**78**, 035202 (2008)ADSCrossRefGoogle Scholar - 52.S. Prakhov et al., Crystall Ball Collaboration. Phys. Rev. C
**70**, 034605 (2004)ADSCrossRefGoogle Scholar - 53.K. Moriya et al., CLAS Collaboration. AIP Conf. Proc.
**1441**, 296 (2012)ADSGoogle Scholar - 54.K. Moriya et al., CLAS Collaboration. Phys. Rev. C
**87**(3), 035206 (2013)ADSCrossRefGoogle Scholar - 55.I. Zychor, M. Büscher, M. Hartmann, A. Kacharava, I. Keshelashvili, A. Khoukaz, V. Kleber, V. Koptev et al., Phys. Lett. B
**660**, 167 (2008)ADSCrossRefGoogle Scholar - 56.G. Agakishiev et al., HADES Collaboration. Phys. Rev. C
**87**(2), 025201 (2013)ADSCrossRefGoogle Scholar - 57.V.K. Magas, E. Oset, A. Ramos, Phys. Rev. Lett.
**95**, 052301 (2005)ADSCrossRefGoogle Scholar - 58.O. Braun, H.J. Grimm, V. Hepp, H. Strobele, C. Thol, T.J. Thouw, D. Capps, F. Gandini et al., Nucl. Phys. B
**129**, 1 (1977)ADSCrossRefGoogle Scholar - 59.D. Jido, E. Oset, T. Sekihara, Eur. Phys. J. A
**42**, 257 (2009)ADSCrossRefGoogle Scholar - 60.K. Miyagawa, J. Haidenbauer, Phys. Rev. C
**85**, 065201 (2012)ADSCrossRefGoogle Scholar - 61.D. Jido, E. Oset, T. Sekihara, Eur. Phys. J. A
**49**, 95 (2013)ADSCrossRefGoogle Scholar - 62.X. Ren, E. Oset, L. Alvarez-Ruso, M.J.V. Vacas. arXiv:1501.04073 [hep-ph]
- 63.L. Roca, E. Oset, Phys. Rev. C
**87**(5), 055201 (2013)ADSCrossRefGoogle Scholar - 64.L. Roca, E. Oset, Phys. Rev. C
**88**(5), 055206 (2013)ADSCrossRefGoogle Scholar - 65.M. Mai, U.G. Meißner, Eur. Phys. J. A
**51**, 30 (2015). arXiv:1411.7884 [hep-ph] - 66.T. Hyodo, M. Oka, Phys. Rev. C
**84**, 035201 (2011)Google Scholar - 67.T. Gutsche, M.A. Ivanov, J.G. Körner, V.E. Lyubovitskij, P. Santorelli, Phys. Rev. D
**88**(11), 114018 (2013)Google Scholar - 68.C. Albertus, E. Hernandez, C. Hidalgo-Duque, J. Nieves, Phys. Lett. B
**738**, 144 (2014)Google Scholar - 69.Y. Jia, F. Jugeau, L. Oliver, Phys. Rev. D
**86**, 014002 (2012)ADSCrossRefGoogle Scholar - 70.A. Bramon, A. Grau, G. Pancheri, Phys. Lett. B
**283**, 416 (1992)ADSCrossRefGoogle Scholar - 71.F.E. Close,
*An Introduction to Quarks and Partons*(Academic Press, London, 1979)Google Scholar - 72.G. Buchalla, A.J. Buras, M.E. Lautenbacher, Rev. Mod. Phys.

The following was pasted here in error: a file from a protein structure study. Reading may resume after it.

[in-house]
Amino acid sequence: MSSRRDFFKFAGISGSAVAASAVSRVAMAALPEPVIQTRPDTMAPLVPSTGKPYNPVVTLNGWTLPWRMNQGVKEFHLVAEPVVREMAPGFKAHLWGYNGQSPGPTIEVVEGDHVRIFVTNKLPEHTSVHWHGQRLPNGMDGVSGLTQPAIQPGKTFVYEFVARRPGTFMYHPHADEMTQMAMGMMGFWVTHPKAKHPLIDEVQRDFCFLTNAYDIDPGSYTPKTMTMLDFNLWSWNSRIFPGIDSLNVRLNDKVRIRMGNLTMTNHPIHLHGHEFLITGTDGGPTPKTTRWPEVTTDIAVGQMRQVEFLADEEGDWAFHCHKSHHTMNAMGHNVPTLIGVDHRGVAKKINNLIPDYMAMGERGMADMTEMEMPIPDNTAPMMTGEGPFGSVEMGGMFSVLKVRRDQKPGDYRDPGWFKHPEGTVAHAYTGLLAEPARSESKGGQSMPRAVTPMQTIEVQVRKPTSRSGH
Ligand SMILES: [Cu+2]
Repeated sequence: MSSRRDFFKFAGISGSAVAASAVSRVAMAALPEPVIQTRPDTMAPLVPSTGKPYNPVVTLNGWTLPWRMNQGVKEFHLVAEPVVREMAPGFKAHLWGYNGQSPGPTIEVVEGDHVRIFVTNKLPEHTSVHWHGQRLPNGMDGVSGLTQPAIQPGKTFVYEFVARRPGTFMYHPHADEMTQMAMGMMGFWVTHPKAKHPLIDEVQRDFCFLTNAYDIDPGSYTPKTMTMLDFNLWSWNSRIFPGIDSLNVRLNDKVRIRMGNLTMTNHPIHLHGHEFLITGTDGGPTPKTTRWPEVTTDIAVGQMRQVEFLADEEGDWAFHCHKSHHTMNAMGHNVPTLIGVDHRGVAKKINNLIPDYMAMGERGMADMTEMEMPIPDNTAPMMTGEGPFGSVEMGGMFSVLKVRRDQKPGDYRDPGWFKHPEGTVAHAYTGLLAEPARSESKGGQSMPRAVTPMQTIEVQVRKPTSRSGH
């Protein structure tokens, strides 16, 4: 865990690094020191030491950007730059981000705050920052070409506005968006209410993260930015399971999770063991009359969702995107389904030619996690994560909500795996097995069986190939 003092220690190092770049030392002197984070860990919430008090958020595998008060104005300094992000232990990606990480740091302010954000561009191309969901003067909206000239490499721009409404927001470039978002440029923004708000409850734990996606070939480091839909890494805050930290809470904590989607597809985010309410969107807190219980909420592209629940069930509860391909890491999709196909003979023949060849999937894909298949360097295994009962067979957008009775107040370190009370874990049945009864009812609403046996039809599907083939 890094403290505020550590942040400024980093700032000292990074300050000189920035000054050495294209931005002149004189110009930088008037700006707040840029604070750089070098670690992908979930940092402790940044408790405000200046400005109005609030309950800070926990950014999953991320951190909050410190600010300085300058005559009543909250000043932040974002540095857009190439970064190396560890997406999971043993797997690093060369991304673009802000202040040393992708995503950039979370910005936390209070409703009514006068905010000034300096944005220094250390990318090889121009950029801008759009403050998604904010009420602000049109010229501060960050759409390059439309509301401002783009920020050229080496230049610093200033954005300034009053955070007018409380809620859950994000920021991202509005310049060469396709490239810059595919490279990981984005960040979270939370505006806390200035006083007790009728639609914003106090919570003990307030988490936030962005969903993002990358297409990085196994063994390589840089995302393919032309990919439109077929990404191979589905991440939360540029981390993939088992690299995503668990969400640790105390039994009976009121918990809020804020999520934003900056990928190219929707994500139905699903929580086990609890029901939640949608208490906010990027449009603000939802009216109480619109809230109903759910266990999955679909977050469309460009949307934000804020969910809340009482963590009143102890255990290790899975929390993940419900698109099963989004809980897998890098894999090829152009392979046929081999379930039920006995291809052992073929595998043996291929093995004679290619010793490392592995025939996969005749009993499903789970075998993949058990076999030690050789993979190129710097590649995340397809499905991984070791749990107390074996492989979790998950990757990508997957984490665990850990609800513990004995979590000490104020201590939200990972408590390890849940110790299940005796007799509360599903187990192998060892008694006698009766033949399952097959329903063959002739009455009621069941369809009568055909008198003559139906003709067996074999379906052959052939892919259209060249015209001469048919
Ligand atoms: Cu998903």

**68**, 1125 (1996)ADSCrossRefGoogle Scholar - 73.J.W. Li, D.S. Du, C.D. Lu, Eur. Phys. J. C
**72**, 2229 (2012)ADSCrossRefGoogle Scholar - 74.S. Stone, L. Zhang, Phys. Rev. Lett.
**111**(6), 062001 (2013)ADSCrossRefGoogle Scholar - 75.P.C. Bruns, M. Mai, U.-G. Meißner, Phys. Lett. B
**697**, 254 (2011)ADSCrossRefGoogle Scholar - 76.M. Mai, P.C. Bruns, U.-G. Meißner, Phys. Rev. D
**86**, 094033 (2012)ADSCrossRefGoogle Scholar - 77.M. Frink, U.-G. Meißner, JHEP
**0407**, 028 (2004)ADSCrossRefGoogle Scholar - 78.T. Hyodo, D. Jido, A. Hosaka, Phys. Rev. D
**75**, 034002 (2007)ADSCrossRefGoogle Scholar - 79.A. Dobado, J.R. Peláez, Phys. Rev. D
**56**, 3057 (1997)ADSCrossRefGoogle Scholar - 80.J.A. Oller, E. Oset, Phys. Rev. D
**60**, 074023 (1999)ADSCrossRefGoogle Scholar - 81.T. Hyodo, S.I. Nam, D. Jido, A. Hosaka, Prog. Theor. Phys.
**112**, 73 (2004)zbMATHADSCrossRefGoogle Scholar - 82.V. Bernard, N. Kaiser, U.-G. Meißner, Int. J. Mod. Phys. E
**4**, 193 (1995)ADSCrossRefGoogle Scholar

## Copyright information

**Open Access**This article is distributed under the terms of the Creative Commons Attribution 4.0 International License (http://creativecommons.org/licenses/by/4.0/), which permits unrestricted use, distribution, and reproduction in any medium, provided you give appropriate credit to the original author(s) and the source, provide a link to the Creative Commons license, and indicate if changes were made.

Funded by SCOAP^{3}.